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The determinants of quality of life (QoL) in schizophrenia are largely debated, mainly due to methodological discrepancies and divergence about the concepts concerned. As most studies have investigated bi- or tri-variate models, a multivariate model accounting for simultaneous potential mediations is necessary to have a comprehensive view of the determinants of QOL. We sought to estimate the associations between cognitive reserve, cognition, functioning, insight, depression, schizophrenic symptoms, and QoL in schizophrenia and their potential mediation relationships.
We used structural equation modeling with mediation analyses to test a model based on existing literature in a sample of 776 patients with schizophrenia from the FondaMental Foundation FACE-SZ cohort.
Our model showed a good fit to the data. We found better functioning to be positively associated with a better QoL, whereas better cognition, better insight, higher levels of depression, and schizophrenic symptoms were associated with a lower QoL in our sample. Cognitive reserve is not directly linked to QoL, but indirectly in a negative manner via cognition. We confirm the negative relationship between cognition and subjective QoL which was previously evidenced by other studies; moreover, this relationship seems to be robust as it survived in our multivariate model. It was not explained by insight as some suggested, thus the mechanism at stake remains to be explained.
The pathways to subjective QoL in schizophrenia are complex and the determinants largely influence each other. Longitudinal studies are warranted to confirm these cross-sectional findings.
Functional capacity (FC) has been identified as a key outcome to improve real-world functioning in schizophrenia. FC is influenced by cognitive impairments, negative symptoms, self-stigma and reduced physical activity (PA). Psychosocial interventions targeting FC are still under-developed.
we conducted a quasi-experimental study evaluating the effects of an exercise-enriched integrated social cognitive remediation (SCR) intervention (RemedRugby [RR]) compared with an active control group practicing Touch Rugby (TR). To our knowledge, this is the first trial to date evaluating the effectiveness of such a program provided in a real-life environment.
Eighty-seven people with schizophrenia were included and allocated to either the RR group (n = 57) or the TR group (n = 30) according to the routine clinical practice of the recruiting center. Outcomes were evaluated at baseline and post-treatment in both groups and after 6 months of follow-up in the RR group using standardized scales for symptom severity, social functioning, self-stigma, and a large cognitive battery. After treatment we observed moderate to large improvements in social function (Personal and Social Performance Scale [PSP], p < 0.001, d = 1.255), symptom severity (Positive and Negative Syndrome Scale [PANSS] negative, p < 0.001, d = 0.827; PANSS GP, p < 0.001, d = 0.991; PANSS positive, p = 0.009, d = 0.594), verbal abstraction (p = 0.008, d = 0.554), aggression bias (p = 0.008, d = 0.627), and self-stigma (stereotype endorsement, p = 0.019, d = 0.495; discrimination experiences, p = 0.047; d = 0.389) that were specific to the RR group and were not observed in participants playing only TR. Effects were persistent over time and even larger between post-treatment and follow-up.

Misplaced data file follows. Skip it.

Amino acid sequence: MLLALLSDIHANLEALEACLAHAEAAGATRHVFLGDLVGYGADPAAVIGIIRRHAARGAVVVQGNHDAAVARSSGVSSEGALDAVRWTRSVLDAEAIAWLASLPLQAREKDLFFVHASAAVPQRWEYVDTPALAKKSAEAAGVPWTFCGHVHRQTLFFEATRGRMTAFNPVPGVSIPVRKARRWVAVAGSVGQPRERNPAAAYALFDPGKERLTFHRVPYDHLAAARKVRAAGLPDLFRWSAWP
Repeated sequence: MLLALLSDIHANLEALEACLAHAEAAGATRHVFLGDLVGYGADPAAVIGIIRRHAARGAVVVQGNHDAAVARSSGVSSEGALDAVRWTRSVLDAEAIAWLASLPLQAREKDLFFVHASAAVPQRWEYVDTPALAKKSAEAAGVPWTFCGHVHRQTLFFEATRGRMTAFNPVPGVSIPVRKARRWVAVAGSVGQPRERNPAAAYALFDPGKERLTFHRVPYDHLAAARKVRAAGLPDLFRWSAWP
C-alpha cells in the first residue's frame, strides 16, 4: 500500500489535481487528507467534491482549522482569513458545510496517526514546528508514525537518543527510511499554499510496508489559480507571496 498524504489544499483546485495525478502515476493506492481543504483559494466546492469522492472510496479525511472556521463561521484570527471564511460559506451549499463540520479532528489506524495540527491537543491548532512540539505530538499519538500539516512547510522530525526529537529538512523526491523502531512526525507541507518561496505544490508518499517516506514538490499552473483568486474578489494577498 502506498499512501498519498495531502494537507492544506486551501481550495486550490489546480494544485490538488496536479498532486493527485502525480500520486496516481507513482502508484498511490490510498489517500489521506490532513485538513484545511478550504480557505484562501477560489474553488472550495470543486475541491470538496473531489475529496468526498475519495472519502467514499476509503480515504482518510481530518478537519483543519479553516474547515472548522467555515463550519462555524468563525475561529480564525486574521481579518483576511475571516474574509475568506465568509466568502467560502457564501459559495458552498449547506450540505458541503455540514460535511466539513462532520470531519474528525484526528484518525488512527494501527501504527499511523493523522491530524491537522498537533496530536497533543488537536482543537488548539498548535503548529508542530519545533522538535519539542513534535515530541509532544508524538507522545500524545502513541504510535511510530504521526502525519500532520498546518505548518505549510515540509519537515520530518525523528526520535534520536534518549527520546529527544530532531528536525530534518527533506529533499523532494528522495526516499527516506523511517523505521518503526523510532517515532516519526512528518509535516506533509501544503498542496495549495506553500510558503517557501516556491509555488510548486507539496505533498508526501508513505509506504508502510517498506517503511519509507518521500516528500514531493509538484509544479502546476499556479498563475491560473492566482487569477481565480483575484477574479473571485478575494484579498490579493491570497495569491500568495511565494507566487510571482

Exercise-enriched integrated SCR appears promising to improve real-life functioning in schizophrenia. Future research should investigate the potential effects of this intervention on neuroplasticity and physical fitness.
Major depressive disorder (MDD) is underdiagnosed and undertreated in schizophrenia, and has been strongly associated with impaired quality of life.
To determine the prevalence and associated factors of MDD and unremitted MDD in schizophrenia, to compare treated and non-treated MDD.
Participants were included in the FondaMental Expert Centers for Schizophrenia and received a thorough clinical assessment. MDD was defined by a Calgary score ≥6. Non-remitted MDD was defined by current antidepressant treatment (unchanged for >8 weeks) and current Calgary score ≥6.
613 patients were included and 175 (28.5%) were identified with current MDD. MDD has been significantly associated with respectively paranoid delusion (odds ratio 1.8; P = 0.01), avolition (odds ratio 1.8; P = 0.02), blunted affect (odds ratio 1.7; P = 0.04) and benzodiazepine consumption (odds ratio 1.8; P = 0.02). Antidepressants were associated with lower depressive symptoms score (5.4 v. 9.5; P < 0.0001); however, 44.1% of treated patients remained in non-remittance MDD. Nonremitters were found to have more paranoid delusion (odds ratio 2.3; P = 0.009) and more current alcohol misuse disorder (odds ratio 4.8; P = 0.04). No antidepressant class or specific antipsychotic were associated with higher or lower response to antidepressant treatment. MDD was associated with Metabolic syndrome (31.4 v. 20.2%; P = 0.006) but not with increased C-reactive protein.
Antidepressant administration is associated with lower depressive symptom level in patients with schizophrenia and MDD. Paranoid delusions and alcohol misuse disorder should be specifically explored and treated in cases of non-remission under treatment. MetS may play a role in MDD onset and/or maintenance in patients with schizophrenia.
Declaration of interest
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